Written by Logan Albright
The world is overpopulated. The street are clogged, traffic is in a snarl, and people are living – both figuratively and literally – right on top of each other. There’s hardly enough room to swing a cat these days, right? Wrong.
The world is not overcrowded at all. There are vast swaths of unpopulated land all over the place. Siberia, Canada, Africa, Australia, even the rural USA all contain more than enough wide open spaces. So why do people labor so resolutely under this delusion? The reason is simple: most people, especially those with the time and inclination to carp about overpopulation, live in areas of high population density, a non-representative sample of the world as a whole. We call these places cities, and the reason why people live in cities, despite their complaining, is that there are benefits for large populations congregating close together.
It is convenient to live in a place with lots of other people, because each of those people can potentially do something for you, from repairing your shoes, to cooking your meals, to running entertainment venues, to, perhaps most importantly, providing you with gainful employment. Try living out in the middle of nowhere and see how easy it is to feed yourself, much less make a living and survive medical problems. The division of labor means that the more people there are nearby, the more able we are to fulfill our wants and needs. Hence, crowded cities.
This misconception of the world’s population problems has led some to celebrate the declining birth rates we now see in most of the developed world. But the anticipation of a little expanded breathing room causes them take the wrong view on the economic impacts of a declining population. This has to do with an incomplete understanding of human action.
Those who worry about overpopulation tend to view people as nothing more than consumers. Resources are finite; humans consume resources. Therefore, fewer humans will mean more resources to go around. This is the core idea behind the opposition to expanded immigration. Namely, the fear that more people will mean less work and less wealth for the rest of us. But while the two premises of this syllogism are true, they are also woefully incomplete, making the conclusion incorrect as well.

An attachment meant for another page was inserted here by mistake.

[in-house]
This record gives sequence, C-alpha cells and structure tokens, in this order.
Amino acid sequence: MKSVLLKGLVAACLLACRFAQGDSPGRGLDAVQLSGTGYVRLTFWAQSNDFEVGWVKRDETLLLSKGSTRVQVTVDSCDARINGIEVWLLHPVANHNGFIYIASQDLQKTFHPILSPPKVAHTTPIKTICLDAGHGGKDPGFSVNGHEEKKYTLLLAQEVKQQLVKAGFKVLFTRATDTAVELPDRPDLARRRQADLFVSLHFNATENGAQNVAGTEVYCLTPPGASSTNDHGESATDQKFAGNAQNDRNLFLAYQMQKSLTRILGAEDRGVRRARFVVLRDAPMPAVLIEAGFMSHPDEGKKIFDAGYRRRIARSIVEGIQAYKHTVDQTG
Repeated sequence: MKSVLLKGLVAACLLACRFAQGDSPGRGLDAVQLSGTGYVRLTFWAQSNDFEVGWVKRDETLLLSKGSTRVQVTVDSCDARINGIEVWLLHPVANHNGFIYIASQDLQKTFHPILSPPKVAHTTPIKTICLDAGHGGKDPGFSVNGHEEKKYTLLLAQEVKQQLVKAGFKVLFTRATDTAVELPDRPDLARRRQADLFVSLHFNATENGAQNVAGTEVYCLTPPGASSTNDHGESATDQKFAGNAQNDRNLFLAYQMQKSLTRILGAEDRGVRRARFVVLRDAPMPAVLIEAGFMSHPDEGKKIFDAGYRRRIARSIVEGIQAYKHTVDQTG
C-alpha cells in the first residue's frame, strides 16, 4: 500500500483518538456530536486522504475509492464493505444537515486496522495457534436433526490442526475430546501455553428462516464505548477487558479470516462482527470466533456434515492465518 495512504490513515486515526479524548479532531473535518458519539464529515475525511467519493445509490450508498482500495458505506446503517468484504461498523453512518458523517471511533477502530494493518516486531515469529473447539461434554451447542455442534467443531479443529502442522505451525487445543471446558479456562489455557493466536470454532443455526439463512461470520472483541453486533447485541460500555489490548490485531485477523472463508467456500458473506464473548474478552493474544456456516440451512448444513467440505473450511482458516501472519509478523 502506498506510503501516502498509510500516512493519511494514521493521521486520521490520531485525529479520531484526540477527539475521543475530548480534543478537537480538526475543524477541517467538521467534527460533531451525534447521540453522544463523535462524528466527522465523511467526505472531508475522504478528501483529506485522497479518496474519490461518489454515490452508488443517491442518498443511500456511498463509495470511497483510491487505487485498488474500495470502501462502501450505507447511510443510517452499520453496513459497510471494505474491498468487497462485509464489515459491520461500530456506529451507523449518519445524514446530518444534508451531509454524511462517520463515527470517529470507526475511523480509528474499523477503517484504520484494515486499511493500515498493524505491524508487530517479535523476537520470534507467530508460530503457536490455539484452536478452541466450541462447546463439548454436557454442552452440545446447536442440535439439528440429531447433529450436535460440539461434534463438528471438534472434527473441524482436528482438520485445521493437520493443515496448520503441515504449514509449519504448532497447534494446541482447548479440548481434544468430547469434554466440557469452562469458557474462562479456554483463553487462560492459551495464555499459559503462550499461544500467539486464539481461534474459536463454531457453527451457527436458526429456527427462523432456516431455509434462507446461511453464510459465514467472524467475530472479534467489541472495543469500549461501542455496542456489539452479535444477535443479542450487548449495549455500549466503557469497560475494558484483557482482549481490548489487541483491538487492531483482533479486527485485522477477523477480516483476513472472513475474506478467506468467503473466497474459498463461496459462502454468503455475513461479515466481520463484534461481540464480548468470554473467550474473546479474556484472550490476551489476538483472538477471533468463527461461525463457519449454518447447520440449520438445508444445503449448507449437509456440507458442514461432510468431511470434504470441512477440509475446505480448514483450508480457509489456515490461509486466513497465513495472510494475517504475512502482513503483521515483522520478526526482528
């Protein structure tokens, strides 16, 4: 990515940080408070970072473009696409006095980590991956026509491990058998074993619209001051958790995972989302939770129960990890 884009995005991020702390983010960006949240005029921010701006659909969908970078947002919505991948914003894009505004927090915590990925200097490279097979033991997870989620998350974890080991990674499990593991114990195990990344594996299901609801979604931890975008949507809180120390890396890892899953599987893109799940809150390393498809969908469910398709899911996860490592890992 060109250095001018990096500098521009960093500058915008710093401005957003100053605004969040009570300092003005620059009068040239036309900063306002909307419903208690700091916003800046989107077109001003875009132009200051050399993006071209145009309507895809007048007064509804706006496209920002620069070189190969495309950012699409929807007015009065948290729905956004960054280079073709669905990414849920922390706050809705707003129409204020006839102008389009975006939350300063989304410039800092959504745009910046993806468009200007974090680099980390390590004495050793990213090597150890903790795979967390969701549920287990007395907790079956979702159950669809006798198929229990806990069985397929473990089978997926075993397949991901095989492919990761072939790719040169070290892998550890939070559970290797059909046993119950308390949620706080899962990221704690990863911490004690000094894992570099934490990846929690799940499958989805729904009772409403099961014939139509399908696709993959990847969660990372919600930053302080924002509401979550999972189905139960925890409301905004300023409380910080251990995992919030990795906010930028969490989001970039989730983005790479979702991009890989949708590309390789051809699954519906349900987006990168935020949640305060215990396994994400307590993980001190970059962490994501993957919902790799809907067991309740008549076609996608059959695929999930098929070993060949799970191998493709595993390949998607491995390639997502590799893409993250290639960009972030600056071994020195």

The reason is that humans are not merely consumers. Every consumer is also a producer as well, and production is how we have improved our standards of living from the dawn of man till today. Every luxury, every great invention, every work of art, every modern convenience that we enjoy was the product of a mind – in some cases, of more than one. It then stands to reason that the more minds there are, the more innovations we will have as well. A reductio ad absudum reveals the obvious truth that a cure for cancer is more likely to emerge from a society of a billion people than from one of only a handful of individuals.
More importantly, these innovations result in a multiplication of resources, so our syllogism changes to the following: Resources are finite; humans consume resources; humans produce resources; therefore, if humans produce more resources than they consume, a greater population will be beneficial to the species.
That we do, in fact, produce more than we consume is self-evident by looking at the standard of living we enjoy today versus that which we had 50, or 100, or 1000 years ago. As the population has expanded, so has our prosperity, and the reduction in human suffering has been remarkable.
With this in mind, the precipitous drop in global birth rates is alarming. In countries where there is a generous social safety net for the elderly, a shrinking population means that a greater and greater share of resources will go towards caring for the old, while younger generations have insufficient numbers to make up the difference.
As the labor force declines below the level of available capital, machines will start to fall into disrepair and disuse, factories will be abandoned, housing developments will lie unoccupied. All of this results in less economic growth, less wealth, and less prosperity for everyone. Even the aggregate demand-obsessed Keynesians should be able to understand this concept. Fewer people people means less economic activity.
The celebration of low populations largely comes from the environmentalist movement, where anti-human sentiment is frequently overt. Even in less caustic circles, however, the bias against mankind has seeped into the popular consciousness. It’s pervasive; an instinct among lefties that – for some reason they can’t quite put their finger on – people are just no darn good.
This position is only defensible if you pine for the days of smallpox, starvation, contaminated water, and a constant danger of being devoured by hungry predators. If, on the other hand, you do not view those things as part of an idyllic, all-natural existence, you might consider cutting us humans a little slack.
Logan Albright is a writer and economist in Washington, DC.